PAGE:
With a number of high-profile players having left to join LIV, the door has been left open for a fresh crop of youngsters to make their mark on the world stage, writes BRENDAN BARRATT.
Ludvig Aberg (24)
He’s won on the DP World Tour, the PGA Tour and was part of the victorious European Ryder Cup team – all within six months of turning professional. In fact, Ludvig Aberg broke into the world’s top 50 before he even made his debut at a Major.
Now, thanks to his win at the RSM Classic, where he shot weekend rounds of 61 and 61 to win by four, the Swede will open his Major account at The Masters this year.
The former world No 1-ranked amateur will be one to keep an eye on this year, given his rapid rise to prominence in the professional game.
Min Woo Lee (25)
Lee had a breakout end to 2023, where he won the Macau Open and the Australian PGA Championship.
This came shortly after the Western Australian finished 10th in the 2023 Race to Dubai rankings, securing his playing privileges on the PGA Tour for 2024. He’s also stepped up his game when it comes to Majors, finishing tie-18th at The PGA and tie-fifth at the US Open.
At just 25 years of age, Min Woo has shown he has the potential to reach the dizzying heights of his sister, two-time Major champion Minjee Lee.
Sahith Theegala (26)
He may already be a PGA Tour winner, but Theegala could very well be on the verge of a massive year. Having finished 28th in the FedEx Cup standings in his rookie year, the 26-year-old followed that up with 31st place in 2023 and wouldn’t need much to click to make the next step up.
A great putter, his ninth–place finish at The Masters last year might well be an omen of what is to come from the American.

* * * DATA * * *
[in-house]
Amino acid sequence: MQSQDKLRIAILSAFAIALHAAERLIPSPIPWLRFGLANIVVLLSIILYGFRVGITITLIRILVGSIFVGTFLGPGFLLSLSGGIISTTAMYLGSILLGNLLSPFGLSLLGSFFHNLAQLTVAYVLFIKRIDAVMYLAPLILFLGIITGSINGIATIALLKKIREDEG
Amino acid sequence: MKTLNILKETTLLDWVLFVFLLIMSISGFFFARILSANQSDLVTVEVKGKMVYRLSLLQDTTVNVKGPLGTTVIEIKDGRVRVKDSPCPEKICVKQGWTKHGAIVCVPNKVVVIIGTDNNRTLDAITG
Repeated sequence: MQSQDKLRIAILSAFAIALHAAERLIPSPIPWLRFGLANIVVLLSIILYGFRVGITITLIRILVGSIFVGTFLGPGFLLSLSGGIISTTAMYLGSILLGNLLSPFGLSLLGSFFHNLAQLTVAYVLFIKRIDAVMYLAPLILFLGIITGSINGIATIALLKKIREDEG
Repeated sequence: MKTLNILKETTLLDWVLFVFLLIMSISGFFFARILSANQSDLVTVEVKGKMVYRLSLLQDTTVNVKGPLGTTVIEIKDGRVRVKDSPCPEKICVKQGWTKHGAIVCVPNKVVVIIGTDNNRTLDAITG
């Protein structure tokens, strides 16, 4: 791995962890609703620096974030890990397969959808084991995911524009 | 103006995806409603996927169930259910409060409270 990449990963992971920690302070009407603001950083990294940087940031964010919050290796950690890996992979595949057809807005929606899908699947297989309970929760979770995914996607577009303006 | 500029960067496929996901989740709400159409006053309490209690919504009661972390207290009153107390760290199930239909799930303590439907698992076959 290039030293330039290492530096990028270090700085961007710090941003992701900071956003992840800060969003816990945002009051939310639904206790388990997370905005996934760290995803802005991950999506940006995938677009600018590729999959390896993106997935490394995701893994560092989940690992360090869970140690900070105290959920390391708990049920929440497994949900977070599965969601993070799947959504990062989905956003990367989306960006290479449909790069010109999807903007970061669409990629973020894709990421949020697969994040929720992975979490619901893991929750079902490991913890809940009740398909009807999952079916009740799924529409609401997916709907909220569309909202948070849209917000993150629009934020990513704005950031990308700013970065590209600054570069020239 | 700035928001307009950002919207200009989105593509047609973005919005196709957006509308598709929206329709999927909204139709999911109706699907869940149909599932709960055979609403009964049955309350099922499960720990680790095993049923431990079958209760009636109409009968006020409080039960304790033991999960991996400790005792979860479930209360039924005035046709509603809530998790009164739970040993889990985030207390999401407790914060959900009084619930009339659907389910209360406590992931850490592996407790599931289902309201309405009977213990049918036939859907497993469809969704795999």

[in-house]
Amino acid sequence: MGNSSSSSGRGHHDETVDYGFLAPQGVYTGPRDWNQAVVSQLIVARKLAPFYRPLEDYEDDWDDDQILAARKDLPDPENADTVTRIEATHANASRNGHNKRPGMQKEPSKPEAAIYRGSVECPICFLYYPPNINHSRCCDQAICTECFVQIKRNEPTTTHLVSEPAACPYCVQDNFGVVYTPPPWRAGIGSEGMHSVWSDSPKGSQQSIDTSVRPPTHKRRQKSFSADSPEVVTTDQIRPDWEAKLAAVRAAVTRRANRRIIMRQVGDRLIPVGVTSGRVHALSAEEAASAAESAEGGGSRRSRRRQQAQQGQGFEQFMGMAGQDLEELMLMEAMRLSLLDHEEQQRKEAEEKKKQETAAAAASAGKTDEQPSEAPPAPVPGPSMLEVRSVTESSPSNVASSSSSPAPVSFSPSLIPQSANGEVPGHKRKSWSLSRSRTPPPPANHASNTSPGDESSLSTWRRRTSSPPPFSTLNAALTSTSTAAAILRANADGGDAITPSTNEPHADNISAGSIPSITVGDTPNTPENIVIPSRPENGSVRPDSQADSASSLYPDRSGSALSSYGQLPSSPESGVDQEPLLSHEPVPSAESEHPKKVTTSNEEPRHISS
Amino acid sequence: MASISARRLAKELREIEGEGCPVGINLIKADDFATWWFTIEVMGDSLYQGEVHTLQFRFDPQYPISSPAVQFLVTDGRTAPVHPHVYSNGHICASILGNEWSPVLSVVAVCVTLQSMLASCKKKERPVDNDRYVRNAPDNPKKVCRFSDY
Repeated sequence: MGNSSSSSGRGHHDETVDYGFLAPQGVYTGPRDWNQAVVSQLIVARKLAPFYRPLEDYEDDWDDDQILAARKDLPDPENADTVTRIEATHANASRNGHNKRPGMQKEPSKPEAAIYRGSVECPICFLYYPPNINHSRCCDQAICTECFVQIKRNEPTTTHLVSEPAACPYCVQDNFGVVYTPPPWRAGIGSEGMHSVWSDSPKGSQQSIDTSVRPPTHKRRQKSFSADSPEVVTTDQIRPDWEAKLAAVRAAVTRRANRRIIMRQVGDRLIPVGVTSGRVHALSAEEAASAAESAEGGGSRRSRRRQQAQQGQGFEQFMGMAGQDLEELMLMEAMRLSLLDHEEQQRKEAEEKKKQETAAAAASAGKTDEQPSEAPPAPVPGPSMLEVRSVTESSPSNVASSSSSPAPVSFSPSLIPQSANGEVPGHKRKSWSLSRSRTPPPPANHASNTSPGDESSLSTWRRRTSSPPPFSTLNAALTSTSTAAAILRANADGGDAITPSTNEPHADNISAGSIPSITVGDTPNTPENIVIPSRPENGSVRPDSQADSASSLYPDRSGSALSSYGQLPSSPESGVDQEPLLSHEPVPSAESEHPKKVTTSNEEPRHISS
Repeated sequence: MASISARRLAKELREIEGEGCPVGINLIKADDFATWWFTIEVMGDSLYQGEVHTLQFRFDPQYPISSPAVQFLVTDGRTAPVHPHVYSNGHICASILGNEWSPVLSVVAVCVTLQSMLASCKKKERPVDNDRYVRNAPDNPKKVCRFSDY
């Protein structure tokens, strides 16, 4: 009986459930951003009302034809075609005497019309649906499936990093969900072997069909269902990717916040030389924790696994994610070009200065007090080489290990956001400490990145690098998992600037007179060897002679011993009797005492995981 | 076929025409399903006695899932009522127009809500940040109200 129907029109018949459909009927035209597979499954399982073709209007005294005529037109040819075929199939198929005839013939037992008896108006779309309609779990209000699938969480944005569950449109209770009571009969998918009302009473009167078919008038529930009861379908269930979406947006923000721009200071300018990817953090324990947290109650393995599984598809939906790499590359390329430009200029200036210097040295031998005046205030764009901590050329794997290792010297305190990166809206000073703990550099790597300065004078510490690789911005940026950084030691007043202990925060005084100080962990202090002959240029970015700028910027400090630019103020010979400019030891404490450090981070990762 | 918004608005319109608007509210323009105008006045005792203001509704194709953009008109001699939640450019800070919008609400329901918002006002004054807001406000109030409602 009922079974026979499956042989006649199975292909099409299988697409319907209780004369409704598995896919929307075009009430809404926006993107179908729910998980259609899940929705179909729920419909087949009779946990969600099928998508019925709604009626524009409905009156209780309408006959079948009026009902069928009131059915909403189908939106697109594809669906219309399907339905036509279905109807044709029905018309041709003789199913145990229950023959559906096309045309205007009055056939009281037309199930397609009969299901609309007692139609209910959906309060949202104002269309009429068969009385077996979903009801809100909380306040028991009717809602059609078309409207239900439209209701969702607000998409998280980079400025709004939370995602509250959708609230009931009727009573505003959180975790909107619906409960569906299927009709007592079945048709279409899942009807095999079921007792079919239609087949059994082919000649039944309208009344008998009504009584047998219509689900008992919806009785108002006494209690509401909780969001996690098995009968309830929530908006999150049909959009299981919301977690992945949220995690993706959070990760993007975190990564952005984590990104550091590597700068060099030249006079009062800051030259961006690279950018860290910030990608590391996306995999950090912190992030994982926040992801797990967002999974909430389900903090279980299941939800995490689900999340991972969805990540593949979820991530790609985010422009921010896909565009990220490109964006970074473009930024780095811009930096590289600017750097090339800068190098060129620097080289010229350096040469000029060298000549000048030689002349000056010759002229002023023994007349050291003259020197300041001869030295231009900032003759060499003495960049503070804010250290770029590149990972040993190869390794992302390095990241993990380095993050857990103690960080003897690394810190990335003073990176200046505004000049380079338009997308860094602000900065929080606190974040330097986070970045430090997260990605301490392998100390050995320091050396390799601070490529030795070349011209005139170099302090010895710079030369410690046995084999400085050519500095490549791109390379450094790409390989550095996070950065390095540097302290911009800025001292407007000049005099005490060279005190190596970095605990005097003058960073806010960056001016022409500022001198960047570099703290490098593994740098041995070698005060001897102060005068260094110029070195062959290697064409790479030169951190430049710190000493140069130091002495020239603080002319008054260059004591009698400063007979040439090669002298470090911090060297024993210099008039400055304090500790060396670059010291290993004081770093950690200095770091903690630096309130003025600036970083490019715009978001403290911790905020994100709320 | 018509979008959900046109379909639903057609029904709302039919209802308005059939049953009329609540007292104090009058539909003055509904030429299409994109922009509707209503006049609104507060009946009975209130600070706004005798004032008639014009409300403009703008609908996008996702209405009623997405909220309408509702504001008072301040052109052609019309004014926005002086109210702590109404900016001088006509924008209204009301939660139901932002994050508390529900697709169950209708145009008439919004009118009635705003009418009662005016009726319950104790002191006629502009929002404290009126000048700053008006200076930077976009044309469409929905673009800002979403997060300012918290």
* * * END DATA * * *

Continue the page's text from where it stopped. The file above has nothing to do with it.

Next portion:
Casey Jarvis (20)
The former South African Amateur champion is one of the hottest prospects to come through the GolfRSA ranks.
A prolific winner in the amateur game, Jarvis turned professional in 2022 and played his way on to the European Challenge Tour. A win at the Euram Bank Open helped Jarvis finish the season ranked second on the Race to Mallorca ranking, earning his playing rights on the DP World Tour for 2024.
He’s certainly one to look out for this year.
Tom Kim (21)
Just 21 years of age, Kim is already a three-time PGA Tour winner and a fan favourite after his rousing performances at the 2022 Presidents Cup.
A final-round 61 saw him win the 2022 Wyndham Championship and he backed it up with victory at the 2022 Shriners Championship, becoming the first player since Tiger Woods to clock up two PGA Tour wins before the age of 21.
His Major form is also ominous, having finished tie-eighth and tie-second at the 2023 US Open and 2023 Open Championship respectively.
Akshay Bhatia (22)
A former golfing prodigy, Bhatia turned professional at 17, only to struggle a bit and land up on some of the mini Tours.
The left-hander had to wait almost two years for his breakthrough moment – a win in his first start on the Korn Ferry Tour. Even that wasn’t enough to secure a PGA Tour card as he finished the season in 30th spot on the Order of Merit.
The American secured Special Temporary Membership status after finishing runner-up at the 2023 Puerto Rico Open and later in the year claimed his first PGA Tour title – the Barracuda Championship.
After all of the initial struggles, you get the feeling Bhatia is ready to make 2024 a massive year.
Sungjae Im (25)
It’s hard to believe Sungjae Im is still only 25.
The Korean burst on to the scene in 2020, when he won the Honda Classic, before finishing runner-up at The Masters.
Im, together with countryman Si Woo Kim, narrowly avoided a compulsory two-year Korean army conscription by winning gold at the recent Asian Games.
With that weight off his shoulders, we are expecting a big showing from him this year.
Ryo Hisatsune (21)
The Sir Henry Cotton Rookie of the Year on the DP World Tour made his presence felt in 2023. He finished 17th on the Race to Dubai, making 20 out of 27 cuts, including seven top 10s, and claimed his maiden title at the Cazoo Open de France.
Barely into his 20s, Hisatsune has the world at his feet and looks to be a real player.
Rasmus Hojgaard (22)
Aged just 22, Hojgaard has already notched up four DP World Tour titles – one more than his twin brother Nicolai, who was selected as a captain’s pick for the European Ryder Cup team last year.
Rasmus’ first win came in just his fifth start, at the age of 18, making him the third-youngest winner in DP World Tour history.
While Nicolai has taken most of the limelight of late, there’s every chance that Rasmus will be able to emulate his brother and play his way on to the PGA Tour.
– This article first appeared in the February 2024 issue of Compleat Golfer magazine.
Main photo: Alex Slitz/Getty Images